Stephanie Stark is a senior majoring in journalism and studying in Swansea, Wales, UK!
In our kitchen, curry spice sits next to the Chinese rice cooker, which sits next to the jar of peanut butter. It’s a kitchen with multicultural harmony.
Rule #1 (and our only rule): No generalizations.
We have been poking and prodding at one another’s cultural differences, from our languages (apparently, we shouldn’t call our language English, but American) to what exactly a “wanker” is, to why the Chinese don’t have Facebooks (our housemates do now). It’s an every day conversation; someone will ask for jelly and it is confused with Jell-O, someone will say “fall” instead of autumn, someone will misconstrue that “pissed” really just means “drunk”.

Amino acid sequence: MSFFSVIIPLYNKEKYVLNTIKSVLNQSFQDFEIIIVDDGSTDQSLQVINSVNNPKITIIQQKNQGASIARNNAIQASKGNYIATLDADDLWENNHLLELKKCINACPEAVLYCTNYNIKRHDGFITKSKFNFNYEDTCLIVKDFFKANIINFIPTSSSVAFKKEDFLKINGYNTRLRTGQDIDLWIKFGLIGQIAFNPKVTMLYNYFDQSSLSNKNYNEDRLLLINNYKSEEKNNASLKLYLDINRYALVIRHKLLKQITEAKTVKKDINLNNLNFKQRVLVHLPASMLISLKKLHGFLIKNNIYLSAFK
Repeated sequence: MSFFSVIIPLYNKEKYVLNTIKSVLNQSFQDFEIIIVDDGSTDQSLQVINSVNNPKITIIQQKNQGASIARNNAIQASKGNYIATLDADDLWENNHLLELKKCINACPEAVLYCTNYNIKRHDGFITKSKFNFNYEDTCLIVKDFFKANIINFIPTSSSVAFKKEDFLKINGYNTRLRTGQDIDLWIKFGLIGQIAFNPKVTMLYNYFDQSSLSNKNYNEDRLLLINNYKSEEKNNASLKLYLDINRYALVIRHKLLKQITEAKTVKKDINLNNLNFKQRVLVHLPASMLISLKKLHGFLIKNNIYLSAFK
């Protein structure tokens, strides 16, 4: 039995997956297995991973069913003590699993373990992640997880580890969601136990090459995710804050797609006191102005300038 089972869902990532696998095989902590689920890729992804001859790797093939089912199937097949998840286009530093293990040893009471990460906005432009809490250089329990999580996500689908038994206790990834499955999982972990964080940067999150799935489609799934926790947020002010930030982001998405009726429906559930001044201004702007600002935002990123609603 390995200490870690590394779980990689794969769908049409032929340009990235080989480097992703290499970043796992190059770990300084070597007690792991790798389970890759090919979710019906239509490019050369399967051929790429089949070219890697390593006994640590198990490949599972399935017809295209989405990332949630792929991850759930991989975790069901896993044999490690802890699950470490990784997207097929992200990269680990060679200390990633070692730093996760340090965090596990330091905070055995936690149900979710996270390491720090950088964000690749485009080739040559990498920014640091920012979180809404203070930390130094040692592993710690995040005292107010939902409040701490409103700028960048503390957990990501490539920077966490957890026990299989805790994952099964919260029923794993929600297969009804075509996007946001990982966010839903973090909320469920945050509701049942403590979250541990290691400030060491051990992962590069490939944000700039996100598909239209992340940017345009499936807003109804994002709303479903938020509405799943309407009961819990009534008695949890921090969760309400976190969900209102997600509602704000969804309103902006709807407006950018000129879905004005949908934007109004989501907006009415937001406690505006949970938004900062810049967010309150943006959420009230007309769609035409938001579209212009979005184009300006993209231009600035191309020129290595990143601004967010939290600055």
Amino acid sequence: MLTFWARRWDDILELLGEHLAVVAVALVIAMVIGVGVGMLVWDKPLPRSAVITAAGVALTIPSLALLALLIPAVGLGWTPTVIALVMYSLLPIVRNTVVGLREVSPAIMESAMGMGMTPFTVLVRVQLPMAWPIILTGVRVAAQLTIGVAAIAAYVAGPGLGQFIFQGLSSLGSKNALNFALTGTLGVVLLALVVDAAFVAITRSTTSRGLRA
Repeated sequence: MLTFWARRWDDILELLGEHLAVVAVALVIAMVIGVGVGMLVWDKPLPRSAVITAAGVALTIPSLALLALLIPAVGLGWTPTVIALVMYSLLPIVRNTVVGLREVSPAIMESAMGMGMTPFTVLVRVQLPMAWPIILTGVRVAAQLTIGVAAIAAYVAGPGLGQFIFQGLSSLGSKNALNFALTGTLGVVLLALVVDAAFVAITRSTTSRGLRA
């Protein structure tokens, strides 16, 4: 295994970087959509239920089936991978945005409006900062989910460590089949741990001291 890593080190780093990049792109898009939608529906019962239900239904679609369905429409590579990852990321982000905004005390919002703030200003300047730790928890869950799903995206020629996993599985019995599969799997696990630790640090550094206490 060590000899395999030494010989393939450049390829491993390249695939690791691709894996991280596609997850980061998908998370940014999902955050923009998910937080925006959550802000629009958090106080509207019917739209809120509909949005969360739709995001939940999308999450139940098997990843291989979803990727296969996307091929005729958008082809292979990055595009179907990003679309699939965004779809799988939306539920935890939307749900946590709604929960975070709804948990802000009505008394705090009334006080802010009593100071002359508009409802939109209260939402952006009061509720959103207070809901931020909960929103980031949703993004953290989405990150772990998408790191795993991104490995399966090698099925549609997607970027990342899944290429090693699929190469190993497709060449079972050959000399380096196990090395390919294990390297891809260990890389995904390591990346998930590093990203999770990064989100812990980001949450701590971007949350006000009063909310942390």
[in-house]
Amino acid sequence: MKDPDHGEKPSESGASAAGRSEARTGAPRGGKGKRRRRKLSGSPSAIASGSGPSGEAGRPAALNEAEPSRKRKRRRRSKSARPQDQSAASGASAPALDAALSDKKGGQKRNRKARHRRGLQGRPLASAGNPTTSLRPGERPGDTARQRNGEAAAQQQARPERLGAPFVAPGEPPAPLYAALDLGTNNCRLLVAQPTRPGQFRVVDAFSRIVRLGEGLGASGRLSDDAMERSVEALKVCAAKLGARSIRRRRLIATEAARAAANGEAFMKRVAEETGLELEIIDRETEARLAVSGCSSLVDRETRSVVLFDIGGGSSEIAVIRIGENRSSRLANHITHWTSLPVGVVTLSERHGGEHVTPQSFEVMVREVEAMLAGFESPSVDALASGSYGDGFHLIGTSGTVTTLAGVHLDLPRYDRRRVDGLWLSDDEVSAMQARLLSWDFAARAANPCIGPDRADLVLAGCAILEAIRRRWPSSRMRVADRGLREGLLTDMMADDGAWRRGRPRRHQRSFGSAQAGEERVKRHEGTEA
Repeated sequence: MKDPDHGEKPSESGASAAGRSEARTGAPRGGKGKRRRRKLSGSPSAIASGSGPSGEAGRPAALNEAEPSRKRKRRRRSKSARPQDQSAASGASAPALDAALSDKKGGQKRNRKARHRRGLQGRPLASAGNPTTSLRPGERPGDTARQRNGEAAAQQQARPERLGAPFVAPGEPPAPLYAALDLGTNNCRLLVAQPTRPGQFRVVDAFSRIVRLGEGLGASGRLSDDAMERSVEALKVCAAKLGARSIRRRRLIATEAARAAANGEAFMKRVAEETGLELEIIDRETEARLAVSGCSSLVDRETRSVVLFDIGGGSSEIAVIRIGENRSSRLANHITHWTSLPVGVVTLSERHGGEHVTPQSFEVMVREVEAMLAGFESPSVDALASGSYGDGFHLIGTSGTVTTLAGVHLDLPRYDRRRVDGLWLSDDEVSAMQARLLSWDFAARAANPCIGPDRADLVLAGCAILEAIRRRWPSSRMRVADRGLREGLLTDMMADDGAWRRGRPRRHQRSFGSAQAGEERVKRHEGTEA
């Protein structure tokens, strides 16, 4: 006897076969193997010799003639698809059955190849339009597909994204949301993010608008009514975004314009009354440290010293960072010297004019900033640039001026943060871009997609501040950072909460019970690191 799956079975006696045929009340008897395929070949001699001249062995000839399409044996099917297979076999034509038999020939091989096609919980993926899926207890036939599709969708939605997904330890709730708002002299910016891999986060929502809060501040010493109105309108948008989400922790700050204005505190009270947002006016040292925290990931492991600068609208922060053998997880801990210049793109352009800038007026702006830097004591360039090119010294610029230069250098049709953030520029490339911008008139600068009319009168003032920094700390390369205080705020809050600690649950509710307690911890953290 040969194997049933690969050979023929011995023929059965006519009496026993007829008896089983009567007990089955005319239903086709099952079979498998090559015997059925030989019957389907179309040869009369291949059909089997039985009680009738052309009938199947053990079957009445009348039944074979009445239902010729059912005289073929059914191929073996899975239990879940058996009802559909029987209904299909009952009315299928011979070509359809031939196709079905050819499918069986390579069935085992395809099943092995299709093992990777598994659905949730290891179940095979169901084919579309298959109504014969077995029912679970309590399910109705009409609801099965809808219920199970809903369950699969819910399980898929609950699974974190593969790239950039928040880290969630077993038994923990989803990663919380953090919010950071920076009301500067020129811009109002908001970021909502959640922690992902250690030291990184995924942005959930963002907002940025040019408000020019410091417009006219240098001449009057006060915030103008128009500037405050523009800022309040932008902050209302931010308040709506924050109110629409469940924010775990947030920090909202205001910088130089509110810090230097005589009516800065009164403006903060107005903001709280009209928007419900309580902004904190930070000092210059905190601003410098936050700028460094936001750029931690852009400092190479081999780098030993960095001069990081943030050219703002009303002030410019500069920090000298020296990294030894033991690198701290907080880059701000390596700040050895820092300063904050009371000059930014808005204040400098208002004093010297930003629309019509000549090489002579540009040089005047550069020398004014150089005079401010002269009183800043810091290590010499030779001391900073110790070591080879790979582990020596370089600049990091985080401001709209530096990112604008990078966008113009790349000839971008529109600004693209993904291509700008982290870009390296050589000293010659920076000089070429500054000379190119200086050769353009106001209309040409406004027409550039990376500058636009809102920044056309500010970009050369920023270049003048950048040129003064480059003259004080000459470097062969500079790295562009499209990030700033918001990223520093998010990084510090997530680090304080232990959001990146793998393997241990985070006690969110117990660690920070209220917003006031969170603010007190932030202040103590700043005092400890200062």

Throughout our poking and prodding, we’ve recently realized it is difficult to act as the sole representative of our entire respective nations.
The questions began:
“Do you guys have a lot of guns?”
“Do the Chinese not have ovens?”
“Why do you guys separate the hot and cold water in the sink?”
“What do you call a black British person? African-British?”
“Are there no bugs here?”
“Do you all think Americans are stupid?”
It turns out, some Chinese people don’t have ovens, some Americans don’t own guns and some British have sinks with hot and cold spigots. And so came Rule #1 and our only house rule: No generalizations.